Showcase high and low values in Excel charts – Part 3


In this mini-series I’m showing how to draw attention to high and low values in Excel charts. In the first part of this mini-series, minimum and maximum values of a chart were showcased by simply sorting the data values in ascending or descending order. Part 2 looked at conditional formatting the columns themselves if they were the highest or lowest value in the chart.

This post shows a different approach.

Stacked columns with image fill

If you would like to retain the original colour of the chart columns, you can use another technique to highlight the maximum and minimum value: an image, for example an arrow, can sit on top of the maximum or minimum value bar and draw the reader’s eye to it. You will need two images, like coloured arrows or happy/unhappy faces or similar in a folder on your hard drive.

First we need to prepare the data table. The original data table looks like this:

Now we add two columns to the source table. The minimum value can be calculated with this formula:


To calculate the maximum, adjust the formula to this:


Why multiply by 0.1?

The objective is to have a data point on top of the high and low values that has a consistent size. It can then be formatted with an image fill and that image always remains the same size, regardless of the value or height of the data value it is stacked on. Of course, we could use a constant value, like 10 or 150, but if the values of the underlying data have a very wide range, a constant may not be the best choice. A value of 150 stacked on a column that shows 3 Million will not be very visible. Instead, this formula shows a percentage of the maximum value in the chart. Adjust it to your needs.

This formula returns a value of 10 percent of the maximum number in the “value” series, and that will be a consistent size across the chart. Applied to our sample data, the source data now looks like this:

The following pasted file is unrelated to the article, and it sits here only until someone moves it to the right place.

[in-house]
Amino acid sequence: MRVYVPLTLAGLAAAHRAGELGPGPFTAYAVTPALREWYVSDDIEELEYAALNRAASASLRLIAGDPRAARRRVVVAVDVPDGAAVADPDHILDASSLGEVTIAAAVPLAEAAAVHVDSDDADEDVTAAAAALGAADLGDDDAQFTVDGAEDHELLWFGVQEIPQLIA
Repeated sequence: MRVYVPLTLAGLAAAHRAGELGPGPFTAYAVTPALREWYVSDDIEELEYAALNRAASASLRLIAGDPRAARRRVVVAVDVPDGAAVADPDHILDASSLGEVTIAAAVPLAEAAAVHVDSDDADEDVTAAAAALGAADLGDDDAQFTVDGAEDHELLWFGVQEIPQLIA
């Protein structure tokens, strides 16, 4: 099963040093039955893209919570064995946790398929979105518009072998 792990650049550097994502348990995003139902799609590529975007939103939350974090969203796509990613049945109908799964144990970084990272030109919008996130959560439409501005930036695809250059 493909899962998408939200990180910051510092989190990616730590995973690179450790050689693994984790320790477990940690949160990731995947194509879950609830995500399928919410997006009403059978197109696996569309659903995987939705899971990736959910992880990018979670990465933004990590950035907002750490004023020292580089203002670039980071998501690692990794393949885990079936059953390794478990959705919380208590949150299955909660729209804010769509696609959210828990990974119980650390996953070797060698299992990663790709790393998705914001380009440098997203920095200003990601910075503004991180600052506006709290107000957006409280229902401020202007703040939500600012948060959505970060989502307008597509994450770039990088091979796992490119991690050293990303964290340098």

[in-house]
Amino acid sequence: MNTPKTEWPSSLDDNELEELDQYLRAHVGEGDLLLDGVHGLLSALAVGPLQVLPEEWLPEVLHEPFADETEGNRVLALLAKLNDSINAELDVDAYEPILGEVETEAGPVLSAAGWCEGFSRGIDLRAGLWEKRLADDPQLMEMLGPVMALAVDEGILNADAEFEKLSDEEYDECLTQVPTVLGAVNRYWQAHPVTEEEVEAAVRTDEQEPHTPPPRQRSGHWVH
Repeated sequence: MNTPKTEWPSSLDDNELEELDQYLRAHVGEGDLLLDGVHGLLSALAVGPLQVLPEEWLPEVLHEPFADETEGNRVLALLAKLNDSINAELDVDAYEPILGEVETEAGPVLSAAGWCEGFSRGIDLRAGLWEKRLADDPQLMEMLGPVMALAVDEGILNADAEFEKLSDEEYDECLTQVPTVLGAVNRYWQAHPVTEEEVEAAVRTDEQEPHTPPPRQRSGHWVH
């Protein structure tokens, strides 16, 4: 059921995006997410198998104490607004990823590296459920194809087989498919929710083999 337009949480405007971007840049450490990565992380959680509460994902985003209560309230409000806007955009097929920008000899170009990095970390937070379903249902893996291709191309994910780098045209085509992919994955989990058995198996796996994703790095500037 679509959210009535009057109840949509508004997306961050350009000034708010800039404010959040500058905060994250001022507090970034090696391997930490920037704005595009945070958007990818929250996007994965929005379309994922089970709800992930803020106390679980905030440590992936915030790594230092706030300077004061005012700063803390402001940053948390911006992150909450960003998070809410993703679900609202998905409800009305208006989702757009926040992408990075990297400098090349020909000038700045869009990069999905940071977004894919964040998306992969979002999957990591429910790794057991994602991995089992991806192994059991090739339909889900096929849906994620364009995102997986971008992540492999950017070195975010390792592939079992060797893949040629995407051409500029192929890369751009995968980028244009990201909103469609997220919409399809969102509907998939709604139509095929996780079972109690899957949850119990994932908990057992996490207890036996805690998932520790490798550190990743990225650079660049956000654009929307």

Select this data table and create a stacked column chart. After some minor tweaking (delete the legend, remove the grid lines, decrease the gap width) the result will look similar to this:

Now we can replace the red and green fill for the stacked data points with an image. Select the data point for the maximum value, which will be stacked on one data column. Open the formatting dialog and on the “Fill” panel tick the “Picture or texture fill” option. Browse to the image on your hard drive and select it.

Repeat the formatting for the minimum data series.  In this example, I have used a red arrow for the minimum and a green arrow for the maximum data value. The result looks like this:

A sample file with this chart technique is attached.

Conditional Chart Highlights Part 3.xlsx

In the next and final part of the series we’ll explore background fills.

Cheers, teylyn

One comment

  1. Hi
    I have been using Excel since Excel 3.0 (though I don’t have to use it much) – and this is one of the best trick I’ve come across. Very nice!



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